• The Foundational Antinativism of Mizrahi Literature

    Theoretically or empirically, is it possible that a man could have written the first modern feminist story? Is it similarly possible that an Ashkenazi woman could have written the first protofeminist literary Mizrahi text? Answering in the affirmative, this essay unveils the antinativist Ottoman foundation for what contemporary scholars of Hebrew literature call “Mizrahi literature.” It does so by translating, for the first time into English, parts of a 3,700 word Hebrew story titled “Flora Saporto,” which was published in February 1914 in the periodical Haherut (1909–1917). The text was published under the pseudonym Bat Zvi, but it was written by suffragist and doyen of early modern Hebrew literature Nehama Puhachevsky (1869–1934). Bizarrely, however, during the century since its publication, this foundational story has been neither discussed nor analyzed by any scholar of Hebrew literature.

    $5.00 Free!
  • Flora Saporto as a Window into Changes in the Lives of Sephardi Women in Palestine at the End of the Ottoman Era

    Theoretically or empirically, is it possible that a man could have written the first modern feminist story? Is it similarly possible that an Ashkenazi woman could have written the first protofeminist literary Mizrahi text? Answering in the affirmative, this essay unveils the antinativist Ottoman foundation for what contemporary scholars of Hebrew literature call “Mizrahi literature.” It does so by translating, for the first time into English, parts of a 3,700 word Hebrew story titled “Flora Saporto,” which was published in February 1914 in the periodical Haherut (1909–1917). The text was published under the pseudonym Bat Zvi, but it was written by suffragist and doyen of early modern Hebrew literature Nehama Puhachevsky (1869–1934). Bizarrely, however, during the century since its publication, this foundational story has been neither discussed nor analyzed by any scholar of Hebrew literature.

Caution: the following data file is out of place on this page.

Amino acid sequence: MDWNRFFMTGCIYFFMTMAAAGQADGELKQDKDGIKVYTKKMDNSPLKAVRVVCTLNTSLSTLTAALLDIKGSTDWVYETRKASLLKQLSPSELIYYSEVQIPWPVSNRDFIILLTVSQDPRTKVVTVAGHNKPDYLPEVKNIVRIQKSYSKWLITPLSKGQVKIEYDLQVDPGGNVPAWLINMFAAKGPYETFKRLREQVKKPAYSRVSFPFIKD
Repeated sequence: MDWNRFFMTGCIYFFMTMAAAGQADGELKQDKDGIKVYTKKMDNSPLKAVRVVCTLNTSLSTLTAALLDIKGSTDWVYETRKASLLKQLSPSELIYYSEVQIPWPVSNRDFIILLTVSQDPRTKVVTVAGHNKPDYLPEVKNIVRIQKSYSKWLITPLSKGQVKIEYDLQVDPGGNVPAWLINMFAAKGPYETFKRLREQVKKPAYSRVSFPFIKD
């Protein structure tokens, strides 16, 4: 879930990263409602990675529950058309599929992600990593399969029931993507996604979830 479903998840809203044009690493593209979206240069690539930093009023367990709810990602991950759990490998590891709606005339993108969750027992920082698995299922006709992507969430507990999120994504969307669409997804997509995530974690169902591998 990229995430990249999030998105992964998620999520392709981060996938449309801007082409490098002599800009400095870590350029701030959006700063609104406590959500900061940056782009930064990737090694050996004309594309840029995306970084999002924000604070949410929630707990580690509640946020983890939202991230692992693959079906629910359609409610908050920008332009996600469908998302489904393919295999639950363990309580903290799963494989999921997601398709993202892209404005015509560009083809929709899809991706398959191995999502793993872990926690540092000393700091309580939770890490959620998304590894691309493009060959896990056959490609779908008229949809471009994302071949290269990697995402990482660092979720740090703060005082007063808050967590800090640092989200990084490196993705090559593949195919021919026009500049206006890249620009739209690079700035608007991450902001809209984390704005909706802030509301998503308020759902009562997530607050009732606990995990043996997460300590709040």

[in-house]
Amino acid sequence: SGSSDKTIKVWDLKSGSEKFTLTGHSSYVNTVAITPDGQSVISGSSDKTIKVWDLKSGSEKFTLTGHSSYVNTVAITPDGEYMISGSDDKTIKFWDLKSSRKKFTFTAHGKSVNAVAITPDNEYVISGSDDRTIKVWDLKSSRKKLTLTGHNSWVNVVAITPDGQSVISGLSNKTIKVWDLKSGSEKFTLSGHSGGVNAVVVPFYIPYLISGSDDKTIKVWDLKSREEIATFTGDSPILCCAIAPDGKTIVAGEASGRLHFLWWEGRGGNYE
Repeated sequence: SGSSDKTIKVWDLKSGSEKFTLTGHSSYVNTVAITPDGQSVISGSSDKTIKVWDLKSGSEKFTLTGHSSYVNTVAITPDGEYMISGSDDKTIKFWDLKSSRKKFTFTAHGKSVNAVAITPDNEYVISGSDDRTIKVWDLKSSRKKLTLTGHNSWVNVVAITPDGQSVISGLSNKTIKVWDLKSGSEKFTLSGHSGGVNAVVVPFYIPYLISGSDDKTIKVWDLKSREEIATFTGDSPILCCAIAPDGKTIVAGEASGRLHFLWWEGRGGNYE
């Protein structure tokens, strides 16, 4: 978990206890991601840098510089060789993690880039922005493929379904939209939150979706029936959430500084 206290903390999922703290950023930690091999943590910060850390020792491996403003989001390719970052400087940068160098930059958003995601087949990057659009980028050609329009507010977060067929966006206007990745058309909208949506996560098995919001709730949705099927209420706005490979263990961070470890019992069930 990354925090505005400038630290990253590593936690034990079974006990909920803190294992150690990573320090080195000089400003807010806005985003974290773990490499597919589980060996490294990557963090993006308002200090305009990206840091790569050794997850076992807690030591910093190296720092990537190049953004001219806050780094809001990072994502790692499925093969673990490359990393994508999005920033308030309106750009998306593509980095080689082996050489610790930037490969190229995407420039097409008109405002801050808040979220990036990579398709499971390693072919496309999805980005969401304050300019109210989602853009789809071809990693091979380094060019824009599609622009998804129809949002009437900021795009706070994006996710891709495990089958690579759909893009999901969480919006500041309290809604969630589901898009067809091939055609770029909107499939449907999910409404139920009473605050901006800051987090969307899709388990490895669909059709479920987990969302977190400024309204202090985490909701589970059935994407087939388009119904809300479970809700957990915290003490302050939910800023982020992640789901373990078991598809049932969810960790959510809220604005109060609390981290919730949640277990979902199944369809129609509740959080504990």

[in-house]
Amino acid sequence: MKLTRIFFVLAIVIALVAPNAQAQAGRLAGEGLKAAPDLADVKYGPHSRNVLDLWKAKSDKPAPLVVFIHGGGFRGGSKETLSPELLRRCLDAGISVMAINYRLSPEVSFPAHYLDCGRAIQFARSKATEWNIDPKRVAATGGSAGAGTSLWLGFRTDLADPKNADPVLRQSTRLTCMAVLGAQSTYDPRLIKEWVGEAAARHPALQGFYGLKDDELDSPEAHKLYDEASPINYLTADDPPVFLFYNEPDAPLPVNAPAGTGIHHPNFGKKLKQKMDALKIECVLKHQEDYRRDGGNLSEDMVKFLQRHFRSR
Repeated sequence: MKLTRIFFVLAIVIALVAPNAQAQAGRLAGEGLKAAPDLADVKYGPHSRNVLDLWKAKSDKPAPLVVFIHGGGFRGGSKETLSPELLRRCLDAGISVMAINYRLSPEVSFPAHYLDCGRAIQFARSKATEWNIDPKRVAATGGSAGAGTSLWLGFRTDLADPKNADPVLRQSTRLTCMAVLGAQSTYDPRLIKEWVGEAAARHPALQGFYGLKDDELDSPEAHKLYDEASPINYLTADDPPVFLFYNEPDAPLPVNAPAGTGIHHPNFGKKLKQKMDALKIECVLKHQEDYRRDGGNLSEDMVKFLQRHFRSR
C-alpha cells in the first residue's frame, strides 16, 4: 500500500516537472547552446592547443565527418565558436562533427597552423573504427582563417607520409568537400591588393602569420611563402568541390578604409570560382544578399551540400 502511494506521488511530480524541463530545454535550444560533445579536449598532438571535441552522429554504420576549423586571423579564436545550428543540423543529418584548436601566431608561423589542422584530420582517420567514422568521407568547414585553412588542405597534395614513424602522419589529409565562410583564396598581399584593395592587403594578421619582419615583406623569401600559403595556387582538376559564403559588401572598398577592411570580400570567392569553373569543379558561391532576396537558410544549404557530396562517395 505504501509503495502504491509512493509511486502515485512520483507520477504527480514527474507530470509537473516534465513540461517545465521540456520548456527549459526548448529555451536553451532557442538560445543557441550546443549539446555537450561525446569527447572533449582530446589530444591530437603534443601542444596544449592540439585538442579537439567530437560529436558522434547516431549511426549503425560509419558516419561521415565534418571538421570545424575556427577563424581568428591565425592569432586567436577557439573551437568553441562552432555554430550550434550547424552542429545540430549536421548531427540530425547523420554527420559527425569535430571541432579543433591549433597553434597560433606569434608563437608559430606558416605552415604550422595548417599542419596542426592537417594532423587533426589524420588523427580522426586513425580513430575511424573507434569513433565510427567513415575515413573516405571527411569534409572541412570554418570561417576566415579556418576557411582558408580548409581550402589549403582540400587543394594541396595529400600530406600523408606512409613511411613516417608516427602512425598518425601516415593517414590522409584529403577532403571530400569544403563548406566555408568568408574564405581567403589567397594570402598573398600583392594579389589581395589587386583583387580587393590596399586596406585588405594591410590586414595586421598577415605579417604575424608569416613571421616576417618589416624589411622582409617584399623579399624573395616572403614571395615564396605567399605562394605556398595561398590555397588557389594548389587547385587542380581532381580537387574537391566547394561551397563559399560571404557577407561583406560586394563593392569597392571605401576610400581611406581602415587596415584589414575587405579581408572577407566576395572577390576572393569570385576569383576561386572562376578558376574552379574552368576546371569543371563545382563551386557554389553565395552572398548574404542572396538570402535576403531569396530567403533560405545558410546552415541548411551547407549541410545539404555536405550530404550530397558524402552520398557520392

$5.00 Free!
  • Harbingers of Feminism: A New Look at the Works of Pioneering Palestinian Women Writers

    This article brings to light the harbingers of the tradition of Palestinian women’s writing in a gendered reading of the works of two leading, post-1948 women writers, Samira ʿAzzam and Najwa Qaʿwar-Farah. The article examines why literary critics ignored the feminine dimension of these writers’ works, and saw them as imitating and adapting existing patterns and conventions of writing. The article shows, how both thematically and stylistically, these early writers highlighted their feminine presence and that of their heroines; to what extent they succeeded in imbuing their writing with feminist messages; and how they enabled later women writers by laying the foundations of a tradition of women’s literature.

    $5.00